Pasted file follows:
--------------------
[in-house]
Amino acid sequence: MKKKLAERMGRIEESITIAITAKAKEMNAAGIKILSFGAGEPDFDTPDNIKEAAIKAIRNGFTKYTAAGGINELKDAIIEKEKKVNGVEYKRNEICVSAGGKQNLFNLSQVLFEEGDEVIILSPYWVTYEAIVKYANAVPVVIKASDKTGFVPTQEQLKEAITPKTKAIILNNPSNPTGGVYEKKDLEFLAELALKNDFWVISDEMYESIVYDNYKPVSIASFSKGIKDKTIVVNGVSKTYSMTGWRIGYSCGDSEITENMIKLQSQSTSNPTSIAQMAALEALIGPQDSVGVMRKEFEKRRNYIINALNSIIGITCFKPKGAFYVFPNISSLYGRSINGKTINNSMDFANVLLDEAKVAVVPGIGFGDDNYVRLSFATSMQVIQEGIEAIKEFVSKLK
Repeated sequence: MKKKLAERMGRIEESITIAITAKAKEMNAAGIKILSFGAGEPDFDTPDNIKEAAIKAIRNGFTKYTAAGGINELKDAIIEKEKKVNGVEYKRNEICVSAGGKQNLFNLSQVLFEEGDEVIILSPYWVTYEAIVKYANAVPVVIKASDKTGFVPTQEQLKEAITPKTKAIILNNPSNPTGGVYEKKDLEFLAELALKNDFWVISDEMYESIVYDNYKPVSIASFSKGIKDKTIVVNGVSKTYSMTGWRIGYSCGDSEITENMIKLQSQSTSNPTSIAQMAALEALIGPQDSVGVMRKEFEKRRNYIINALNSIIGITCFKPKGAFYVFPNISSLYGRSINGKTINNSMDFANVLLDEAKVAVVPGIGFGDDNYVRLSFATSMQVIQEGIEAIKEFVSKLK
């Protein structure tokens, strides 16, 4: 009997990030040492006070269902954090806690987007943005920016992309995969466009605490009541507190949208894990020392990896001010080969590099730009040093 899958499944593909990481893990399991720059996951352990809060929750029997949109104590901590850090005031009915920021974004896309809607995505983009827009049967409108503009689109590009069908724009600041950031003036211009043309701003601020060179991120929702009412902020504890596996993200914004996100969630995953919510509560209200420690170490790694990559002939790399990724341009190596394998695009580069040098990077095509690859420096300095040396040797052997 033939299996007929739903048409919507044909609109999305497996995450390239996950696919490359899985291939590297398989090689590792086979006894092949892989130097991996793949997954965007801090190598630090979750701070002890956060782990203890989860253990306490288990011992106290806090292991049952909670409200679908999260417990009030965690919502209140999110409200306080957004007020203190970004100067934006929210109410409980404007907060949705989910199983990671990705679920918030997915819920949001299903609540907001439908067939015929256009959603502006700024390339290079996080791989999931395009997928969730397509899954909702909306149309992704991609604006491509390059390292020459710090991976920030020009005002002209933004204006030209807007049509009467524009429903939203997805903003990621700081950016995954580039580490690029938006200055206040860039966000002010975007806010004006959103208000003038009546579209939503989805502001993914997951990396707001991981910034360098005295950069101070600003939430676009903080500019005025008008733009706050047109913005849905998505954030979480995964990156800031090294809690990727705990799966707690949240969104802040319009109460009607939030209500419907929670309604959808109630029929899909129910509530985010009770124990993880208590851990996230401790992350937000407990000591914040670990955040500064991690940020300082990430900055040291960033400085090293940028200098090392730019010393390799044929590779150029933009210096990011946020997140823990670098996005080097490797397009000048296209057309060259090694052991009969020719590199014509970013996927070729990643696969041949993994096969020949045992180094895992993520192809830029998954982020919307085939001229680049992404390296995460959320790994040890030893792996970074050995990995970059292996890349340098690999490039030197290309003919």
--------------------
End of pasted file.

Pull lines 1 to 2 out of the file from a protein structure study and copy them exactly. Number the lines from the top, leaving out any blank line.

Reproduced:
[in-house]
Amino acid sequence: MKKKLAERMGRIEESITIAITAKAKEMNAAGIKILSFGAGEPDFDTPDNIKEAAIKAIRNGFTKYTAAGGINELKDAIIEKEKKVNGVEYKRNEICVSAGGKQNLFNLSQVLFEEGDEVIILSPYWVTYEAIVKYANAVPVVIKASDKTGFVPTQEQLKEAITPKTKAIILNNPSNPTGGVYEKKDLEFLAELALKNDFWVISDEMYESIVYDNYKPVSIASFSKGIKDKTIVVNGVSKTYSMTGWRIGYSCGDSEITENMIKLQSQSTSNPTSIAQMAALEALIGPQDSVGVMRKEFEKRRNYIINALNSIIGITCFKPKGAFYVFPNISSLYGRSINGKTINNSMDFANVLLDEAKVAVVPGIGFGDDNYVRLSFATSMQVIQEGIEAIKEFVSKLK